1885 was a memorable year in the annals of American history. During that year, the Washington Monument was dedicated. The world’s first skyscraper – an architectural marvel known as the Home Insurance Building – was constructed in Chicago. And the French frigate Isere arrived in New York Harbor bearing 214 crates of copper and steel that would later be assembled as the Statue of Liberty.
It was also the year that a remarkable woman was born in Brooklyn, Jessie Cooke. She would come of age during whirlwind years – as millions of immigrants arrived at America’s shores hoping for better lives, as two bicycle mechanics ushered in the dawn of aviation with a 12-second power-controlled flight at Kitty Hawk, as American women fought for women’s suffrage, and at a time in U.S. history when African Americans were still denied the right to vote.
In this climate of social turmoil and technological upheaval, Jessie, a Barnard College graduate of considerable charm and wit, came of age and devoted her life to meeting community needs and fighting for the rights of the disenfranchised.
During her years at Barnard, Jessie met Rowland Holbrook Smith, the son of a successful New York merchant. They married, and he went on to thrive in the cosmetics industry as the creator of Djer-Kiss face powder. He died suddenly at age 40, leaving a widow and three children.
Jessie was said to be “a woman whose outward beauty reflected her inner religious strength, and her love and faith in her fellowmen.” She was also described as a beautiful woman “full of idealism about everything” who “cared enormously about people” and “the future.”
In 1926, she married a long-time friend of her late husband’s – the widower Charles F. Noyes, whose first wife, Eleanora Halsted, had died in 1920.
At age 41, Jessie Smith Noyes was indefatigable. Her classic beauty and warm personality drew people to her, but it was her strong sense of social justice that appealed most to people, enabling her to advance the causes she truly believed in. As vice president of the Brooklyn YWCA, which was founded in 1888 and was one of the first YWCAs in the United States, Mrs. Noyes was clearly ahead of her time in working tirelessly for religious tolerance and racial equality long before equal rights became a national issue.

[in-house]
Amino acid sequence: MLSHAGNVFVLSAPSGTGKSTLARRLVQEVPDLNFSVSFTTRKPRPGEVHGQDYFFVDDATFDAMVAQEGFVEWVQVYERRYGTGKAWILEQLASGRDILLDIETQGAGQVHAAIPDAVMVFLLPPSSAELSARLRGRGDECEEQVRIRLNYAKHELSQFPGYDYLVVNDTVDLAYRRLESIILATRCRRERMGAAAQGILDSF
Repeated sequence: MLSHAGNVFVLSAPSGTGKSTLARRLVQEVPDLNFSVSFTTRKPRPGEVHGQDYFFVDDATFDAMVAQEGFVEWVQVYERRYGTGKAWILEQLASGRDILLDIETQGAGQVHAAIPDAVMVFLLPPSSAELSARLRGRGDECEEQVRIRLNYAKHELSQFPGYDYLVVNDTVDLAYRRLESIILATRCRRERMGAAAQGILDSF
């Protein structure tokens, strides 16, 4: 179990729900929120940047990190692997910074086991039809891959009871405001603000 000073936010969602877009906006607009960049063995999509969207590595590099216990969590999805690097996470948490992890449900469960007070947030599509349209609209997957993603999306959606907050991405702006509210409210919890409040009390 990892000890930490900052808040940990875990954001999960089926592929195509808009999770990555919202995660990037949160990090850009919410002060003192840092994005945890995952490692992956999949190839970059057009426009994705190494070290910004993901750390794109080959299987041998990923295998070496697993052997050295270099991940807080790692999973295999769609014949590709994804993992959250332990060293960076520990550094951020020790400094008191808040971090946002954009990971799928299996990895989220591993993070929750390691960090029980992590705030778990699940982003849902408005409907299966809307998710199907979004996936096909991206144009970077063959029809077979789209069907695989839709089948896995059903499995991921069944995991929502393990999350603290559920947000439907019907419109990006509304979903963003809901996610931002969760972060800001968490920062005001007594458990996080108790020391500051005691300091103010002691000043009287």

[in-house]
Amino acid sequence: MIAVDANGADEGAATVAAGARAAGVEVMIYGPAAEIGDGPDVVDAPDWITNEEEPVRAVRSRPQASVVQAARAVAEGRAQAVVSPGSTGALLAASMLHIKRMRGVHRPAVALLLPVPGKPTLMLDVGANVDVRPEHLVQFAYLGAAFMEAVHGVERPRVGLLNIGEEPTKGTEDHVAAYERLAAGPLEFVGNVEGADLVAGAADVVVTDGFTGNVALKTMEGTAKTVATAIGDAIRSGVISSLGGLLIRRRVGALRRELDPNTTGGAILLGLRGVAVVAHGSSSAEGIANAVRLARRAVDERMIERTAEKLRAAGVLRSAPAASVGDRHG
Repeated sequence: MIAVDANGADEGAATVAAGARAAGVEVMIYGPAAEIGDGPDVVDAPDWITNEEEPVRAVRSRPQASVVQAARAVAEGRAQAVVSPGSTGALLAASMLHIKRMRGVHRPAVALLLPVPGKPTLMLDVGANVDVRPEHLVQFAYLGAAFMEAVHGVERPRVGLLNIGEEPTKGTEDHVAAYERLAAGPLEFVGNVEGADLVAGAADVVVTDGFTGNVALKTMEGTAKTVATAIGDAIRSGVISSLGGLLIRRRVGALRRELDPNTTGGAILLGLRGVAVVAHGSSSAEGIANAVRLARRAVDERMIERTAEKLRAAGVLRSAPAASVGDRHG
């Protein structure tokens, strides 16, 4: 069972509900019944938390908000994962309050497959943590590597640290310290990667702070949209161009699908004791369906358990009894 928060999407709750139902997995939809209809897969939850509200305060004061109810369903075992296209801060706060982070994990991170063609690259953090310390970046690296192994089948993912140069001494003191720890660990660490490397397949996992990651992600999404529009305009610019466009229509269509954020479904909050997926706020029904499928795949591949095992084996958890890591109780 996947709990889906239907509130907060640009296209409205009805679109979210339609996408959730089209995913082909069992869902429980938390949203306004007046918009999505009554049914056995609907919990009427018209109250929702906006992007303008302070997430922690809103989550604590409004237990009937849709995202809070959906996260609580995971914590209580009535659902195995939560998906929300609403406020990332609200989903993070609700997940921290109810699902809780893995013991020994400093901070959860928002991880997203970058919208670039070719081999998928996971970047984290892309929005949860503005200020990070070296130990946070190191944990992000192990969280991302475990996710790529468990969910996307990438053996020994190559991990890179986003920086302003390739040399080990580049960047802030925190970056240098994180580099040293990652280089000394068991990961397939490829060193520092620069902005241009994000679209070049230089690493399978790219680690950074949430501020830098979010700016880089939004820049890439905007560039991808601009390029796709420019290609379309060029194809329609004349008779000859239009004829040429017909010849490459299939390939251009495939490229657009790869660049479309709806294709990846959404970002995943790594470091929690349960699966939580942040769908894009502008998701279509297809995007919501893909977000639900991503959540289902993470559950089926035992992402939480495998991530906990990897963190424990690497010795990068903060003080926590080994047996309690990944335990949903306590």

Jessie was a woman who stood by her convictions. She firmly believed that you could change the world “one person at a time,” and even tried doing so herself when she attempted to desegregate the Brooklyn YWCA pool in the 1920s.
In 1936, Jessie Smith Noyes died. Eleven years later, her husband Charles F. Noyes established the Jessie Smith Noyes Foundation as a memorial to her.
“Jessie Smith Noyes was an advocate for racial tolerance and the rights of women,” says Victor De Luca, president of the Noyes Foundation. “She would be astonished to know that 60 years after the founding of the organization that bears her name, not only women and their families are being helped by providing funding to strong women’s rights organizations, but that the Foundation is helping to foster sustainable systems that protect the environment and advocate for environmental justice.”
The Jessie Smith Noyes Foundation continues to support solutions to emerging problems and, through its interest in programs, encouraging individual growth and achievement.